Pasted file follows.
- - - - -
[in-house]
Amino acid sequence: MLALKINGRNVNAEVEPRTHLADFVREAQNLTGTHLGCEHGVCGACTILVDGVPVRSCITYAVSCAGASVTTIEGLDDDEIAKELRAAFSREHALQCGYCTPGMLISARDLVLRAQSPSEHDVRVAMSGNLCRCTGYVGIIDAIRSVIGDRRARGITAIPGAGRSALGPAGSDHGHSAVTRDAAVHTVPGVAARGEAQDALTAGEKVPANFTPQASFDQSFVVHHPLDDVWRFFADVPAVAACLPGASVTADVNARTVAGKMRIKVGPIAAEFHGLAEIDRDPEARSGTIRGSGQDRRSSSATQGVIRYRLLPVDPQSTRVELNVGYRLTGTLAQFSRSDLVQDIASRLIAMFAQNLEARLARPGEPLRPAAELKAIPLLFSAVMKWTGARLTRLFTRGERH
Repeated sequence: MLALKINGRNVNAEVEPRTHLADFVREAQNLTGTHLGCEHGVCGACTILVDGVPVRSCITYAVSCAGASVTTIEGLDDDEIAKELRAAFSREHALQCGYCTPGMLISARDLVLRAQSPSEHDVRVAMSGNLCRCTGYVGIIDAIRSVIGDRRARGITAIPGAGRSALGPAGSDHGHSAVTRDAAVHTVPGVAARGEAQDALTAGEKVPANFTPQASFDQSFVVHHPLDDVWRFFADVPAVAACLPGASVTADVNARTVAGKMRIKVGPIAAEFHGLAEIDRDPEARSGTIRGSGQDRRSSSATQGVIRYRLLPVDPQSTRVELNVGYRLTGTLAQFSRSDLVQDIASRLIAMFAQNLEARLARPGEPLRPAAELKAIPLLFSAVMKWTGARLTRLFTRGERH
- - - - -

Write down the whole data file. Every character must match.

[in-house]
Amino acid sequence: MLALKINGRNVNAEVEPRTHLADFVREAQNLTGTHLGCEHGVCGACTILVDGVPVRSCITYAVSCAGASVTTIEGLDDDEIAKELRAAFSREHALQCGYCTPGMLISARDLVLRAQSPSEHDVRVAMSGNLCRCTGYVGIIDAIRSVIGDRRARGITAIPGAGRSALGPAGSDHGHSAVTRDAAVHTVPGVAARGEAQDALTAGEKVPANFTPQASFDQSFVVHHPLDDVWRFFADVPAVAACLPGASVTADVNARTVAGKMRIKVGPIAAEFHGLAEIDRDPEARSGTIRGSGQDRRSSSATQGVIRYRLLPVDPQSTRVELNVGYRLTGTLAQFSRSDLVQDIASRLIAMFAQNLEARLARPGEPLRPAAELKAIPLLFSAVMKWTGARLTRLFTRGERH
Repeated sequence: MLALKINGRNVNAEVEPRTHLADFVREAQNLTGTHLGCEHGVCGACTILVDGVPVRSCITYAVSCAGASVTTIEGLDDDEIAKELRAAFSREHALQCGYCTPGMLISARDLVLRAQSPSEHDVRVAMSGNLCRCTGYVGIIDAIRSVIGDRRARGITAIPGAGRSALGPAGSDHGHSAVTRDAAVHTVPGVAARGEAQDALTAGEKVPANFTPQASFDQSFVVHHPLDDVWRFFADVPAVAACLPGASVTADVNARTVAGKMRIKVGPIAAEFHGLAEIDRDPEARSGTIRGSGQDRRSSSATQGVIRYRLLPVDPQSTRVELNVGYRLTGTLAQFSRSDLVQDIASRLIAMFAQNLEARLARPGEPLRPAAELKAIPLLFSAVMKWTGARLTRLFTRGERH